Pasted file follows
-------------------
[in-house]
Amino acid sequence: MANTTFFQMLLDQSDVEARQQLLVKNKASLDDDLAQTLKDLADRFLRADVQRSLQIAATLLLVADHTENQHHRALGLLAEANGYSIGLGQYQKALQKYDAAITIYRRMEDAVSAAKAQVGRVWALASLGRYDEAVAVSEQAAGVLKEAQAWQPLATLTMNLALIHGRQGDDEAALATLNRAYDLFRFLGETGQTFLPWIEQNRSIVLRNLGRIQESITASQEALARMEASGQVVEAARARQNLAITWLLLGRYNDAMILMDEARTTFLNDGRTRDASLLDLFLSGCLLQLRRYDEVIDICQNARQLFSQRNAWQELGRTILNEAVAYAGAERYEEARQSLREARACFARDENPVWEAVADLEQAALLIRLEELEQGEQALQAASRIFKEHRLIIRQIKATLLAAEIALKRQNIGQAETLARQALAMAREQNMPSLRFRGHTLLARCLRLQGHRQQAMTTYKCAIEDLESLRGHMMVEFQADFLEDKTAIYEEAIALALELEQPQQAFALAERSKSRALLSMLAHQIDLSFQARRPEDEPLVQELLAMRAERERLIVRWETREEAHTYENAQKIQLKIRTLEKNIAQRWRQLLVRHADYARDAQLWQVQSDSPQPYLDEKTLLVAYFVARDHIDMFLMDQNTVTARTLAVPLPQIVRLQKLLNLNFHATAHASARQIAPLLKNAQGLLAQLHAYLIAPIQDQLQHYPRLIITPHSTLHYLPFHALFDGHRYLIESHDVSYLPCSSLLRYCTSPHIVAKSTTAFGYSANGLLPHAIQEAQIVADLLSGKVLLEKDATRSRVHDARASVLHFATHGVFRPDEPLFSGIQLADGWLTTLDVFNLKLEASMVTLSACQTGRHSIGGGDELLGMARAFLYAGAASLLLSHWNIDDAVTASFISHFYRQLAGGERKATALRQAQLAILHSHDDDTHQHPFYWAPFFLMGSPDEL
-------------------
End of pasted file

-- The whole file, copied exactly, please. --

[in-house]
Amino acid sequence: MANTTFFQMLLDQSDVEARQQLLVKNKASLDDDLAQTLKDLADRFLRADVQRSLQIAATLLLVADHTENQHHRALGLLAEANGYSIGLGQYQKALQKYDAAITIYRRMEDAVSAAKAQVGRVWALASLGRYDEAVAVSEQAAGVLKEAQAWQPLATLTMNLALIHGRQGDDEAALATLNRAYDLFRFLGETGQTFLPWIEQNRSIVLRNLGRIQESITASQEALARMEASGQVVEAARARQNLAITWLLLGRYNDAMILMDEARTTFLNDGRTRDASLLDLFLSGCLLQLRRYDEVIDICQNARQLFSQRNAWQELGRTILNEAVAYAGAERYEEARQSLREARACFARDENPVWEAVADLEQAALLIRLEELEQGEQALQAASRIFKEHRLIIRQIKATLLAAEIALKRQNIGQAETLARQALAMAREQNMPSLRFRGHTLLARCLRLQGHRQQAMTTYKCAIEDLESLRGHMMVEFQADFLEDKTAIYEEAIALALELEQPQQAFALAERSKSRALLSMLAHQIDLSFQARRPEDEPLVQELLAMRAERERLIVRWETREEAHTYENAQKIQLKIRTLEKNIAQRWRQLLVRHADYARDAQLWQVQSDSPQPYLDEKTLLVAYFVARDHIDMFLMDQNTVTARTLAVPLPQIVRLQKLLNLNFHATAHASARQIAPLLKNAQGLLAQLHAYLIAPIQDQLQHYPRLIITPHSTLHYLPFHALFDGHRYLIESHDVSYLPCSSLLRYCTSPHIVAKSTTAFGYSANGLLPHAIQEAQIVADLLSGKVLLEKDATRSRVHDARASVLHFATHGVFRPDEPLFSGIQLADGWLTTLDVFNLKLEASMVTLSACQTGRHSIGGGDELLGMARAFLYAGAASLLLSHWNIDDAVTASFISHFYRQLAGGERKATALRQAQLAILHSHDDDTHQHPFYWAPFFLMGSPDEL